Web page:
A user-centered evaluation of medication therapy management alerts for community pharmacists: Recommendations to improve usability and usefulness

Res Social Adm Pharm. 2021 Aug;17(8):1433-1443. doi: 10.1016/j.sapharm.2020.10.015. Epub 2020 Nov 4.


Background: Community pharmacists provide comprehensive medication reviews (CMRs) through pharmacy contracts with medication therapy management (MTM) vendors. These CMRs are documented in the vendors' web-based MTM software platforms, which often integrate alerts to assist pharmacists in the detection of medication therapy problems. Understanding pharmacists' experiences with MTM alerts is critical to optimizing alert design for patient care.

Objectives: The objectives of this study were to 1) assess the usability and usefulness of MTM alerts for MTM vendor-contracted community pharmacists and 2) generate recommendations for improving MTM alerts for use by community pharmacists.

Methods: This was a convergent, parallel mixed-methods evaluation of data collected from 3 sources, with individual pharmacists contributing data to one or more sources: 1) community pharmacists' submissions of observational data about MTM alerts encountered during routine MTM provision, 2) videos of naturalistic usability testing of MTM alerts, and 3) semi-structured interviews to elicit pharmacists' perspectives on MTM alert usefulness and usability. MTM alert data submitted by pharmacists were summarized with descriptive statistics. Usability testing videos were analyzed to determine pharmacists' time spent on MTM alerts and to identify negative usability incidents. Interview transcripts were analyzed using a hybrid approach of deductive and inductive codes to identify emergent themes. Triangulation of data (i.e., determination of convergence/divergence in findings across all data sources) occurred through investigator discussion and identified overarching findings pertaining to key MTM alert challenges. These resulted in actionable recommendations to improve MTM alerts for use by community pharmacists.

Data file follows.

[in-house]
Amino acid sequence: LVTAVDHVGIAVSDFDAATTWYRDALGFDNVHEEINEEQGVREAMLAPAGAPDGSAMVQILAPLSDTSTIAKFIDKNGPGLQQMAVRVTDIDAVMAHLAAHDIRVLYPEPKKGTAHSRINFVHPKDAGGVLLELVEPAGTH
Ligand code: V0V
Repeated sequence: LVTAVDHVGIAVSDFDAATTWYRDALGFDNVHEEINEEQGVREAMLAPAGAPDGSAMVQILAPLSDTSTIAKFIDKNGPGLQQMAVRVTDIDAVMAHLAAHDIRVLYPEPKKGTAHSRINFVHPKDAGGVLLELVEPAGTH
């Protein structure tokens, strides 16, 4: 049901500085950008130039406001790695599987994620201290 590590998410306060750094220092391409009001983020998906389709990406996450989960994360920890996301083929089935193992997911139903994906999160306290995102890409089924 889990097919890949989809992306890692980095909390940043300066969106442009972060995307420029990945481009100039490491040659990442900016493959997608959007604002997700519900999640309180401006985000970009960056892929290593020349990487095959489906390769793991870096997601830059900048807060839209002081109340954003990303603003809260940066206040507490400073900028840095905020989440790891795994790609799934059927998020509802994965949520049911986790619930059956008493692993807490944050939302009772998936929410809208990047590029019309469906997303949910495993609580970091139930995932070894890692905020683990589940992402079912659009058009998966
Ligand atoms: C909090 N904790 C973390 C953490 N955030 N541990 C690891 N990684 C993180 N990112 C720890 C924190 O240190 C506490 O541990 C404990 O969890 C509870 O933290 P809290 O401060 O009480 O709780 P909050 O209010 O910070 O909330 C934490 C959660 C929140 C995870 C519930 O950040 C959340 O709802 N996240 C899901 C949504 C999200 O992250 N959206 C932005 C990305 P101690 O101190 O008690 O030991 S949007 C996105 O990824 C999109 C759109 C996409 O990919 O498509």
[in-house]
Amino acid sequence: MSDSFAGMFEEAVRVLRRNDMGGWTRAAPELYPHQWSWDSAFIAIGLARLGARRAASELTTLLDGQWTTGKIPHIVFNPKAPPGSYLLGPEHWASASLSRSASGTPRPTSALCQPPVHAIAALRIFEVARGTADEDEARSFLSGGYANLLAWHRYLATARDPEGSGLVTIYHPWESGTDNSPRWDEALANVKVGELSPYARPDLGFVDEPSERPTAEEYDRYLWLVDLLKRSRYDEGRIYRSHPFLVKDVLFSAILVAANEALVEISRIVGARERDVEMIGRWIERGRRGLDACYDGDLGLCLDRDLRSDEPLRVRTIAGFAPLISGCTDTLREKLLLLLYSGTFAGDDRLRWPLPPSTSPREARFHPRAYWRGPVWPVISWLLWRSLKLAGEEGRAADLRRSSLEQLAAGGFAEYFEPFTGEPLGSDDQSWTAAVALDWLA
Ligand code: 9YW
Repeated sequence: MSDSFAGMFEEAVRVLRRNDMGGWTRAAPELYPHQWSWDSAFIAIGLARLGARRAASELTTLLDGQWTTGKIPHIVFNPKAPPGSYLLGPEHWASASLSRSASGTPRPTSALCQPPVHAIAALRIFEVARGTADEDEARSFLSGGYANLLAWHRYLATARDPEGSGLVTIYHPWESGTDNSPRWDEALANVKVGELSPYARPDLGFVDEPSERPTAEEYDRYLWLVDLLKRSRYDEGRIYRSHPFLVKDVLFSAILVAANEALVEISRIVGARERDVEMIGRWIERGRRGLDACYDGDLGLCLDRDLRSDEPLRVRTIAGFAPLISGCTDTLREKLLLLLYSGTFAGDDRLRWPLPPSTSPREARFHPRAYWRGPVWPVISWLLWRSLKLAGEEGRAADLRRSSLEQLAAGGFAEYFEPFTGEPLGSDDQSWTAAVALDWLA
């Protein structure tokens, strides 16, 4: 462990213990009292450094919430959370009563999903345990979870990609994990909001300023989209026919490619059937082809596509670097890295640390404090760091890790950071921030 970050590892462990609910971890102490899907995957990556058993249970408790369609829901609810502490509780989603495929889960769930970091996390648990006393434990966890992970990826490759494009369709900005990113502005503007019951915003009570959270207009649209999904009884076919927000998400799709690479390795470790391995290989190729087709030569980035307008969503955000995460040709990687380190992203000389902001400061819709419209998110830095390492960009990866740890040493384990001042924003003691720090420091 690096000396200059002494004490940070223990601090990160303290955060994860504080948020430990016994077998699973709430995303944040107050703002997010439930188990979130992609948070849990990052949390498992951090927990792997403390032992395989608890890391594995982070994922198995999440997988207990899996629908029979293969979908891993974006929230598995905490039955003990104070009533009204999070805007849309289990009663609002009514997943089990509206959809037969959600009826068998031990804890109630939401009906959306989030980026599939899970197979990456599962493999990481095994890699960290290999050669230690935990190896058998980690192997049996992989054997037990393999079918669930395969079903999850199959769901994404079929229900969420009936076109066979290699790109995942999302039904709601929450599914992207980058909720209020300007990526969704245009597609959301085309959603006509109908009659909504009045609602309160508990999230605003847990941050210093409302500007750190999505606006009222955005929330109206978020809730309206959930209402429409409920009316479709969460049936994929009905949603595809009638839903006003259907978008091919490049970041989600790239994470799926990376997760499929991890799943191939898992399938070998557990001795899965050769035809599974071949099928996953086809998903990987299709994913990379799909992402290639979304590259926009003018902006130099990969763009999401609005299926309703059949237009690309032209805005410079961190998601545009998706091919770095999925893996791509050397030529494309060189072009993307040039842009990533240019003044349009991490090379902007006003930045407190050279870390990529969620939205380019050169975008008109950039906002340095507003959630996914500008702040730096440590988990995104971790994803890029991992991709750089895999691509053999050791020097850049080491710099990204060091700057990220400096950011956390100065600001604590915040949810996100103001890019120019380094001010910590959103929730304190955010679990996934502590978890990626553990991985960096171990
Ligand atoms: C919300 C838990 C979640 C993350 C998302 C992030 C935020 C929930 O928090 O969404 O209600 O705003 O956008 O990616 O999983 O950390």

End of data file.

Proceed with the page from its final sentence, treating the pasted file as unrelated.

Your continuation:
Results: Collectively, two and four overarching key challenges pertaining to MTM alert usability and usefulness, respectively, were identified, resulting in 15 actionable recommendations for improving the design of MTM alerts from a user-centered perspective.

Conclusions: Recommendations are expected to inform enhanced MTM alert designs that can improve pharmacist efficiency, patient and prescriber satisfaction with MTM, and patient outcomes.

Keywords: Clinical; Community pharmacy services; Decision support systems; Medicare; Medication therapy management.

Publication types

  • Observational Study
  • Research Support, N.I.H., Extramural
  • Research Support, U.S. Gov't, P.H.S.

MeSH terms

  • Community Pharmacy Services*
  • Humans
  • Medication Therapy Management
  • Pharmacies*
  • Pharmacists